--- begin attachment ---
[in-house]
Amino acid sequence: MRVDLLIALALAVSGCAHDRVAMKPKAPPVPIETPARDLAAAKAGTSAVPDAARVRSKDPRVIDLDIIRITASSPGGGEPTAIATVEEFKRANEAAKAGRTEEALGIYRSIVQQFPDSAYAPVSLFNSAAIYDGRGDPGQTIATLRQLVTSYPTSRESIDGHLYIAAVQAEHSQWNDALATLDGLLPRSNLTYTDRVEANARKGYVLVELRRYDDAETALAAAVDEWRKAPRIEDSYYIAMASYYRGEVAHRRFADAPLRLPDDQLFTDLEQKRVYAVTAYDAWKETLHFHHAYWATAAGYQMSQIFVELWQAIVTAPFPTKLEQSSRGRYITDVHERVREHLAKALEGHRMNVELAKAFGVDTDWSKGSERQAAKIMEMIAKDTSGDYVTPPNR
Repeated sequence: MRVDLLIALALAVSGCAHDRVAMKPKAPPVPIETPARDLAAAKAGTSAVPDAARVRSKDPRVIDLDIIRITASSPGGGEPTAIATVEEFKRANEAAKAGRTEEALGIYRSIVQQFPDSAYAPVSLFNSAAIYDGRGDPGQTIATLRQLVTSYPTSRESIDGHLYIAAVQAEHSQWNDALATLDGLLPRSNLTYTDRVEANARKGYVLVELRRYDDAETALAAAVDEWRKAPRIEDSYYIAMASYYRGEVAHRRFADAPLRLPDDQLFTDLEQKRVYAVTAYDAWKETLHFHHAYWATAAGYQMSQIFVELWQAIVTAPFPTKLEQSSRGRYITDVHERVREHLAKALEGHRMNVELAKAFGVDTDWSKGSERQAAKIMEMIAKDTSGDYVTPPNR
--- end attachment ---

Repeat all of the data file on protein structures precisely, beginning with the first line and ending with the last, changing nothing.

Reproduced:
[in-house]
Amino acid sequence: MRVDLLIALALAVSGCAHDRVAMKPKAPPVPIETPARDLAAAKAGTSAVPDAARVRSKDPRVIDLDIIRITASSPGGGEPTAIATVEEFKRANEAAKAGRTEEALGIYRSIVQQFPDSAYAPVSLFNSAAIYDGRGDPGQTIATLRQLVTSYPTSRESIDGHLYIAAVQAEHSQWNDALATLDGLLPRSNLTYTDRVEANARKGYVLVELRRYDDAETALAAAVDEWRKAPRIEDSYYIAMASYYRGEVAHRRFADAPLRLPDDQLFTDLEQKRVYAVTAYDAWKETLHFHHAYWATAAGYQMSQIFVELWQAIVTAPFPTKLEQSSRGRYITDVHERVREHLAKALEGHRMNVELAKAFGVDTDWSKGSERQAAKIMEMIAKDTSGDYVTPPNR
Repeated sequence: MRVDLLIALALAVSGCAHDRVAMKPKAPPVPIETPARDLAAAKAGTSAVPDAARVRSKDPRVIDLDIIRITASSPGGGEPTAIATVEEFKRANEAAKAGRTEEALGIYRSIVQQFPDSAYAPVSLFNSAAIYDGRGDPGQTIATLRQLVTSYPTSRESIDGHLYIAAVQAEHSQWNDALATLDGLLPRSNLTYTDRVEANARKGYVLVELRRYDDAETALAAAVDEWRKAPRIEDSYYIAMASYYRGEVAHRRFADAPLRLPDDQLFTDLEQKRVYAVTAYDAWKETLHFHHAYWATAAGYQMSQIFVELWQAIVTAPFPTKLEQSSRGRYITDVHERVREHLAKALEGHRMNVELAKAFGVDTDWSKGSERQAAKIMEMIAKDTSGDYVTPPNR